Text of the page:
The concept is referenced in the exhibition’s title, “_UNG,” the German suffix that transforms a verb, or action, into a noun, or idea (much like the way a gerund is formed in English by adding the suffix “-ing”). In the artist’s provocative performative work, this comes up frequently, as he enacts seemingly impossible or outrageous events as almost a means to normalize horror—and thus critiques our impulse to normalize such things at all.
In the series “VERACHTUNG” (German for “contempt”)—represented in the exhibition as a video, a suit covered in ashes, and a pile of rocks—Knecht headed to the streets of New York to confront the way we deal with terrorism and war today. Dressed in a suit covered in dust from Hillah, Iraq, the site of a suicide bombing, Knecht walked an imaginary line connecting New York to Iraq, ultimately reaching the former site of the World Trade Center. Approaching the site of the 9/11 terrorist attacks covered in dust, his presence was an eerie reminder of the tragedy that took place nearly 15 years before, like a ghost or phantom that, in the video documentation, goes largely ignored.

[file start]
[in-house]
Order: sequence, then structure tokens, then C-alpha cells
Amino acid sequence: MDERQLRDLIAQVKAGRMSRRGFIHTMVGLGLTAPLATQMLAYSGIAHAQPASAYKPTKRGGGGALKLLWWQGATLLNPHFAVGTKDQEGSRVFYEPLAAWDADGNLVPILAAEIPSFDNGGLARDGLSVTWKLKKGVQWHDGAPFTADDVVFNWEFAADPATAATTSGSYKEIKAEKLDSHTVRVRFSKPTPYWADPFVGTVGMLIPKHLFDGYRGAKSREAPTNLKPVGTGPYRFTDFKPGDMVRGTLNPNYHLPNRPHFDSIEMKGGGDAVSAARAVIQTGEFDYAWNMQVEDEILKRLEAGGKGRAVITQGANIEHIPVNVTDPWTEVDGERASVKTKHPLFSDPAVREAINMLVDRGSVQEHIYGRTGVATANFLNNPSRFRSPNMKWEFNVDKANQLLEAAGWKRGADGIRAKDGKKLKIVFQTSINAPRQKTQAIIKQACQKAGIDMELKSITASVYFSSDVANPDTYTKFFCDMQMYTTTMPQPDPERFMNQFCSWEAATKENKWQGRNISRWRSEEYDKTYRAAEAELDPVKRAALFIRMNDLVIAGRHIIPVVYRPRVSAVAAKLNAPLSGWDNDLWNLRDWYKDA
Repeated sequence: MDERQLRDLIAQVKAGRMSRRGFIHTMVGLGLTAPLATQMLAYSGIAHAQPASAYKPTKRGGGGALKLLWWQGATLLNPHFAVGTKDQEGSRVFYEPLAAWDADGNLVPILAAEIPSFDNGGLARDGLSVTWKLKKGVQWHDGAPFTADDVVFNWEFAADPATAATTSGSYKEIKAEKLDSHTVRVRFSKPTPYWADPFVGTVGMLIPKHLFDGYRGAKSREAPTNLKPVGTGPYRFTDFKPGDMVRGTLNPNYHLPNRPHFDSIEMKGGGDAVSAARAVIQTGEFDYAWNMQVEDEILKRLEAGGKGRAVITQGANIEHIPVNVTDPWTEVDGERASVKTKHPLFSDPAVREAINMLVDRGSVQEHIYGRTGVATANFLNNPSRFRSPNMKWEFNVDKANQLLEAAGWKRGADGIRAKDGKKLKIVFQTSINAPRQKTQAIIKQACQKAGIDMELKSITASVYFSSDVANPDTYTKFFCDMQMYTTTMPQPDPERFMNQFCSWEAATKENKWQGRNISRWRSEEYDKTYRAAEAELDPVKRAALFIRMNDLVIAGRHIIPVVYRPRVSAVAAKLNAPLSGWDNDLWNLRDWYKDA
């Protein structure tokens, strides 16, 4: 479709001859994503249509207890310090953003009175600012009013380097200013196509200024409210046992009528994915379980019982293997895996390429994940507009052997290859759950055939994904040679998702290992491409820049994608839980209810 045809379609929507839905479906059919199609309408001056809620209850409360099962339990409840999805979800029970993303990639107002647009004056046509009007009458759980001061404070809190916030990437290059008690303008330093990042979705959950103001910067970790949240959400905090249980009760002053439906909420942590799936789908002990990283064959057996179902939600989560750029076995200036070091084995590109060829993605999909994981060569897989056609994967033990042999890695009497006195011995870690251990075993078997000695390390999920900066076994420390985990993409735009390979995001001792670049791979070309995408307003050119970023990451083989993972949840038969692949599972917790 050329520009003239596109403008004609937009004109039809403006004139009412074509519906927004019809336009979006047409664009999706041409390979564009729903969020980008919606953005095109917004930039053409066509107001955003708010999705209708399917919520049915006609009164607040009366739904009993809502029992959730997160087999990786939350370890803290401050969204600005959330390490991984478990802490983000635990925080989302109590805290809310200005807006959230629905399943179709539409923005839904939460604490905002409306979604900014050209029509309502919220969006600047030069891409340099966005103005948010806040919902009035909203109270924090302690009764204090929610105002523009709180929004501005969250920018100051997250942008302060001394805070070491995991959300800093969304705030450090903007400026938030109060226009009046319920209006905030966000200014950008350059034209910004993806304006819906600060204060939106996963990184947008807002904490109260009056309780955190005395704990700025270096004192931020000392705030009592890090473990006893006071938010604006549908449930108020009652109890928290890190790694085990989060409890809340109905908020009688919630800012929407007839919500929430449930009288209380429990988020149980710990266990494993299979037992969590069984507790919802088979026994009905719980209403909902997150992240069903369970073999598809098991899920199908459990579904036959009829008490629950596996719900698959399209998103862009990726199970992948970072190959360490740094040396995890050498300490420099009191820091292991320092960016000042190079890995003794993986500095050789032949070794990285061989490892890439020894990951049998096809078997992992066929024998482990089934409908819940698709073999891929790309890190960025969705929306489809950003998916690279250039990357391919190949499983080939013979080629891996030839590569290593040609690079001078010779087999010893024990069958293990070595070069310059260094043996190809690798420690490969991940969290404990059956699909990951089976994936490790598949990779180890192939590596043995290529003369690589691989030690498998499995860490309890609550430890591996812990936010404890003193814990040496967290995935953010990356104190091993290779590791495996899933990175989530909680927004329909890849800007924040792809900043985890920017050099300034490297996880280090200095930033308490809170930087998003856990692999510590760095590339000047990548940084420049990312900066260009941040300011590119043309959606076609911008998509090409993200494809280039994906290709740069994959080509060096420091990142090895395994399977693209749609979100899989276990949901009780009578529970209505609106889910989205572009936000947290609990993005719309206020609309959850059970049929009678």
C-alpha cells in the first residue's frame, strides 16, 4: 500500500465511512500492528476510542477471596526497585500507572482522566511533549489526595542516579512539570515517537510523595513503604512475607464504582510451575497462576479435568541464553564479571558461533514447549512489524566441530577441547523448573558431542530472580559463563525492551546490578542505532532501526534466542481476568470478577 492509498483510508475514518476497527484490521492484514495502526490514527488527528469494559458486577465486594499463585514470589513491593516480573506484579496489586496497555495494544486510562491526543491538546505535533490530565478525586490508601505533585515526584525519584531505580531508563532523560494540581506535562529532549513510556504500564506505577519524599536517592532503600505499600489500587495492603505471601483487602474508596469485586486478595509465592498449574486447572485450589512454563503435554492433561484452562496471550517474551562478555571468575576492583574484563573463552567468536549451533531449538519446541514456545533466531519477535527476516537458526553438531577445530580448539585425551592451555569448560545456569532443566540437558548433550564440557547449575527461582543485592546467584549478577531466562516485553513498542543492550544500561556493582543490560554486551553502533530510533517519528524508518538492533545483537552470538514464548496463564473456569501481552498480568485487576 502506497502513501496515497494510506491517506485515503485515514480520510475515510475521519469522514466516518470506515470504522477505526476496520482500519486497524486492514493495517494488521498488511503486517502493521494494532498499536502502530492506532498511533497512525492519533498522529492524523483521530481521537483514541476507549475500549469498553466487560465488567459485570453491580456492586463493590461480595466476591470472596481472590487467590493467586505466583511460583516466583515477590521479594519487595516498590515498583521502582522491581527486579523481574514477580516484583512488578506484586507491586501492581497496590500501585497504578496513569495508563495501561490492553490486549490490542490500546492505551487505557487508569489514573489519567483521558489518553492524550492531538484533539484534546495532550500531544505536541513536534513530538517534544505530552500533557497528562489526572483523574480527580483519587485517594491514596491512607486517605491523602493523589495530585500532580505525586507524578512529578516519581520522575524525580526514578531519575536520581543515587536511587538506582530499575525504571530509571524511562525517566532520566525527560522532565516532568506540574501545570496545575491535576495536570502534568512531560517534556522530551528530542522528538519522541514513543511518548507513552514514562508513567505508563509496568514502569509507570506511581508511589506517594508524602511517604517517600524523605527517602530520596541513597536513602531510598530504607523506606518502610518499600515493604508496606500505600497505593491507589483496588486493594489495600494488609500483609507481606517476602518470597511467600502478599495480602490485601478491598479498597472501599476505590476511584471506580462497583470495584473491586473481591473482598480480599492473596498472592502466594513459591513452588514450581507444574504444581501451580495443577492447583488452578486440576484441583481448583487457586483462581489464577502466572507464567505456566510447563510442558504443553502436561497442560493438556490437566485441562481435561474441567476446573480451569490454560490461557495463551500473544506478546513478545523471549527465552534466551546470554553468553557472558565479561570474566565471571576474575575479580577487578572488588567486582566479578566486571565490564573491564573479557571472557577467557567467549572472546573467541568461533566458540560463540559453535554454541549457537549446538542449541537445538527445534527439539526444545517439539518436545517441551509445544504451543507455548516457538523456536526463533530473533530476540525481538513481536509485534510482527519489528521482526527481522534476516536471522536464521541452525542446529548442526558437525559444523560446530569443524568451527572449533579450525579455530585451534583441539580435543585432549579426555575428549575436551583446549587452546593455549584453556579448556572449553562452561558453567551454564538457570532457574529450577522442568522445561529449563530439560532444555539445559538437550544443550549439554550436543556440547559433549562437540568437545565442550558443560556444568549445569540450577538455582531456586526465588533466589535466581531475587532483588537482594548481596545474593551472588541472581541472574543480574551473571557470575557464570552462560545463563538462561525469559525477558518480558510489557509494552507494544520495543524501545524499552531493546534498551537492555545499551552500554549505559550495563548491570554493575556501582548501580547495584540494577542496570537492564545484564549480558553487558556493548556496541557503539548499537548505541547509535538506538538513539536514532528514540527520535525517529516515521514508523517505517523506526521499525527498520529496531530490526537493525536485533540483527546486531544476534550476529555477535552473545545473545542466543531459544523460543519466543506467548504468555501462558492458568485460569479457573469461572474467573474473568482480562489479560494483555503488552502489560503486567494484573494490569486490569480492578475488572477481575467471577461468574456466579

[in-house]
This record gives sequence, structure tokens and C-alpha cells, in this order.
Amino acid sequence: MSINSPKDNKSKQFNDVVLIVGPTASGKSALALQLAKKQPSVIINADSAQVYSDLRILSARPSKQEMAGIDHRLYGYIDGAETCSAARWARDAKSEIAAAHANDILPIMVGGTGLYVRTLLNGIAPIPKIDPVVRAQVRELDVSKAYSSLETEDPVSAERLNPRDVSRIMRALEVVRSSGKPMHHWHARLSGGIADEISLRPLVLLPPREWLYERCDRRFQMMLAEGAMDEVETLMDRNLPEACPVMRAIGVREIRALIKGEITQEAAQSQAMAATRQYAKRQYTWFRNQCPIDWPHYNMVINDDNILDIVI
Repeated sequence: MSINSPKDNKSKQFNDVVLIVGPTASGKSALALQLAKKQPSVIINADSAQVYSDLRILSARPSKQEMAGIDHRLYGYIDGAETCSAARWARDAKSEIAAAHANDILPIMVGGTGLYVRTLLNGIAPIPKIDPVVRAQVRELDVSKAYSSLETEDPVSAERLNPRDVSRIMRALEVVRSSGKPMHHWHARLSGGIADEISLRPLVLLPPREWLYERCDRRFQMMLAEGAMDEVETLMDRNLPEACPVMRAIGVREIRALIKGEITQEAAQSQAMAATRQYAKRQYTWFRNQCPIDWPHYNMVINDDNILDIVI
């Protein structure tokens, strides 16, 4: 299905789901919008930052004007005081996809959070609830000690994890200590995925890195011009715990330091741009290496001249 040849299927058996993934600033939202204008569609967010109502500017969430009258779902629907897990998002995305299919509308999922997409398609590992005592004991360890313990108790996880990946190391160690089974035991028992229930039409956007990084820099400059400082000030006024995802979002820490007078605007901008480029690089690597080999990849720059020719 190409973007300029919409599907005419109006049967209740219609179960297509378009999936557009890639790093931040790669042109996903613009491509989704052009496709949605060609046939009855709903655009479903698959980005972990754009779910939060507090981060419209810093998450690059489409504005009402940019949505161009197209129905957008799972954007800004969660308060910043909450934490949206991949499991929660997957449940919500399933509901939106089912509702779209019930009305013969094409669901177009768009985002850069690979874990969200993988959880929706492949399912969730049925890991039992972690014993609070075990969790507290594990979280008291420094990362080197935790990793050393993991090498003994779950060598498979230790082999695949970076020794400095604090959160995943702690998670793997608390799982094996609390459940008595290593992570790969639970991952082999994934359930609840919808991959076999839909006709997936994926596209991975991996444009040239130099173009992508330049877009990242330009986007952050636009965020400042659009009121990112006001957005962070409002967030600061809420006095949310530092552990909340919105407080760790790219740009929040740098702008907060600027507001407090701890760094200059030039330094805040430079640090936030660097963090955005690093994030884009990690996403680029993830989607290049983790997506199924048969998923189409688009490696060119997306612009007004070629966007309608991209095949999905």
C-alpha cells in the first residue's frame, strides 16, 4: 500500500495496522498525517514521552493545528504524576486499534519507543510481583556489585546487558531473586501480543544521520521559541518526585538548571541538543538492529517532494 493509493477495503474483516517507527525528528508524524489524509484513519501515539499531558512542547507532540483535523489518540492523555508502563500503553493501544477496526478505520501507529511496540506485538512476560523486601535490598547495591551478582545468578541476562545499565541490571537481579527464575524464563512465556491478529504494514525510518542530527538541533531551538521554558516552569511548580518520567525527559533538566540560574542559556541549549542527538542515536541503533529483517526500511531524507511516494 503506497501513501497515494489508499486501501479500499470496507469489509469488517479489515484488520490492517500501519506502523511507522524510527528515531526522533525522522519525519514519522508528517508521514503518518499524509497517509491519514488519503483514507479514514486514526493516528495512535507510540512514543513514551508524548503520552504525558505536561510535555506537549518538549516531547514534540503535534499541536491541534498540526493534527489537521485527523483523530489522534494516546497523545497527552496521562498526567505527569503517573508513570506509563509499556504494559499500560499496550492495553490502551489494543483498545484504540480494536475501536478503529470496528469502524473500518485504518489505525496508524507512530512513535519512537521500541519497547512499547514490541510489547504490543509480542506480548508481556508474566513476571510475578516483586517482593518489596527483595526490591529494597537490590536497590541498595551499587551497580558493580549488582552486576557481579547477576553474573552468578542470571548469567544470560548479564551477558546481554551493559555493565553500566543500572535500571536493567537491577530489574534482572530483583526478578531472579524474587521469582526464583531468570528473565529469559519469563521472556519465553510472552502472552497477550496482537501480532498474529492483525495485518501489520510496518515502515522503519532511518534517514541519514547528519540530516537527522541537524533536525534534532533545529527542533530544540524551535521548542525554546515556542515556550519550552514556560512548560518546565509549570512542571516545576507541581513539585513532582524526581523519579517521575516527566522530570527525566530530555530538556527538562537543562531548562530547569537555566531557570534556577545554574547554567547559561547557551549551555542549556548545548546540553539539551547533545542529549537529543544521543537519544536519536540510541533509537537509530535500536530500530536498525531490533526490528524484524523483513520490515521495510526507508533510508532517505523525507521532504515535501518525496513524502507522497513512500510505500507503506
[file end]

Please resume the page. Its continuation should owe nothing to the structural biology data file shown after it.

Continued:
At Galerie Christophe Gaillard the artist confronts visitors with the iconography of terror from the instant they step foot inside. An unattended backpack sits on the floor. In our “if you see something, say something” age of public paranoia, this simple gesture sets the tone of uneasiness: is this simply a careless act, or something more sinister?
In the series “FREISETZUNG” (German for “release”), Knecht injects terror into the gallery space in another way. Documented here in a series of sketches, photographs, and video is Knecht’s 2014 intervention at Berlin’s Neue Nationalgalerie, where he made white smoke pour from the museum. From the outside, it appeared that the museum was burning. In the video of the project, we see passersby snapping cell-phone photos of what looks to be a tragedy—as poignant a portrait as any of life in 2015.